JGB Yields Fall as Traders Brace for Landmark BOJ Shift

REUTERS/Issei Kato/File Photo
The Bank of Japan is seen in Tokyo in September 20, 2023.

TOKYO (Reuters) – Japanese government bond yields declined on Monday, ahead of a key Bank of Japan policy decision the following day when the central bank is widely expected to exit ultra-easy stimulus.

The Nikkei newspaper reported on Saturday that the BOJ would exit negative short-term interest rate policy (NIRP) on Tuesday, following substantial pay hikes by big firms in this year’s wage negotiations.

Several other local and international media have also reported over the past week of the likelihood of an imminent stimulus exit. Reuters reported that the central bank was likely to remove its long-term yield curve control policy (YCC) at the same time as ending NIRP.

The 10-year JGB yield JP10YTN=JBTC lost 2 basis points (bps) to 0.765% as of 0230 GMT, while benchmark 10-year JGB futures 2JGBv1 rose 0.21 yen to 145.31. Bond yields fall when prices rise.

“It’s kind of buy the fact,” said Shoki Omori, chief Japan desk strategist at Mizuho Securities. “All the information is basically out, so people are no longer scared about what the BOJ will do tomorrow.”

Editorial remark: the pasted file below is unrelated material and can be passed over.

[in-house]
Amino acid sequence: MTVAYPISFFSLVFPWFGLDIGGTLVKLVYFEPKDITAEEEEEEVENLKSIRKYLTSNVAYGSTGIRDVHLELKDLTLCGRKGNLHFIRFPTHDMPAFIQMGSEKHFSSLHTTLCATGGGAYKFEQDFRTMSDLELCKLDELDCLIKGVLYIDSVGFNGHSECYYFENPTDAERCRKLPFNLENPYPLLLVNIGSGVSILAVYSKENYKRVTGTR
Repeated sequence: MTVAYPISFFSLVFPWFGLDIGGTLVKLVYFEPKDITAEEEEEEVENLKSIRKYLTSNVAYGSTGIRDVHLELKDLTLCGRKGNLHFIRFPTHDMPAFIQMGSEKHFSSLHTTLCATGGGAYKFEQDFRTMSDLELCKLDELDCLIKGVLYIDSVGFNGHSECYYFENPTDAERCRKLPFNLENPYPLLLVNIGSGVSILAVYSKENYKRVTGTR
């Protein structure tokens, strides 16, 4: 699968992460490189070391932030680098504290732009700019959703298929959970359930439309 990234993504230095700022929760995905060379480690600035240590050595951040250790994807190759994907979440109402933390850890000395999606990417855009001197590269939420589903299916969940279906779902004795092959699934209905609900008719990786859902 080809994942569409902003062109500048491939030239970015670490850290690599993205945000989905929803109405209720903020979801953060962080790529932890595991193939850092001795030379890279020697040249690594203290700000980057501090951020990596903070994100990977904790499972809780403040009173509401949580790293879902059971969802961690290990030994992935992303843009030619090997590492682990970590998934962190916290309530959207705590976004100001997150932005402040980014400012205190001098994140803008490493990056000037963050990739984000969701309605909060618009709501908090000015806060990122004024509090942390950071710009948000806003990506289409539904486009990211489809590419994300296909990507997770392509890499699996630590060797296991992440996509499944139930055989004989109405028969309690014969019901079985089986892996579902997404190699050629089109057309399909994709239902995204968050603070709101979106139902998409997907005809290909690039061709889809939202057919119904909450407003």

While the 10-year yield may jump above 0.8% initially following the BOJ policy decision, demand for bonds from life insurers and other long-term investors into Japan’s fiscal year-end this month could push it as low as 0.7% ultimately, Omori said.

Yields may also have been helped lower on Monday by the BOJ’s announcement of an unscheduled 3 trillion yen ($20.1 billion)bond repurchase agreement, which analysts said was aimed at providing liquidity during the period covering the bank’s own and the U.S. Federal Reserve’s policy decisions, with the latter coming on a Japanese public holiday on Wednesday.

The 20-year JGB yield JP20YTN=JBTC fell 2.5 bps to 1.535% on Monday, and the 30-year JP30YTN=JBTC slid 3.5 bps to 1.815%. Two-year JP2YTN=JBTC and five-year JP5YTN=JBTC JGB yields, however, were flat at 0.185% and 0.380%, respectively.

“A surge in yields is kind of unlikely now” on Tuesday, with an exit from NIRP and YCC “basically a done deal,” said Naka Matsuzawa, chief Japan macro strategist at Nomura.

The only uncertainty is whether the central bank keeps its commitment to expanding the monetary base, Matsuzawa added.

“A lot of people expect that to be dropped, myself included,” he said. “If they keep it, it will be a dovish surprise.”

$1 = 149.1800 yen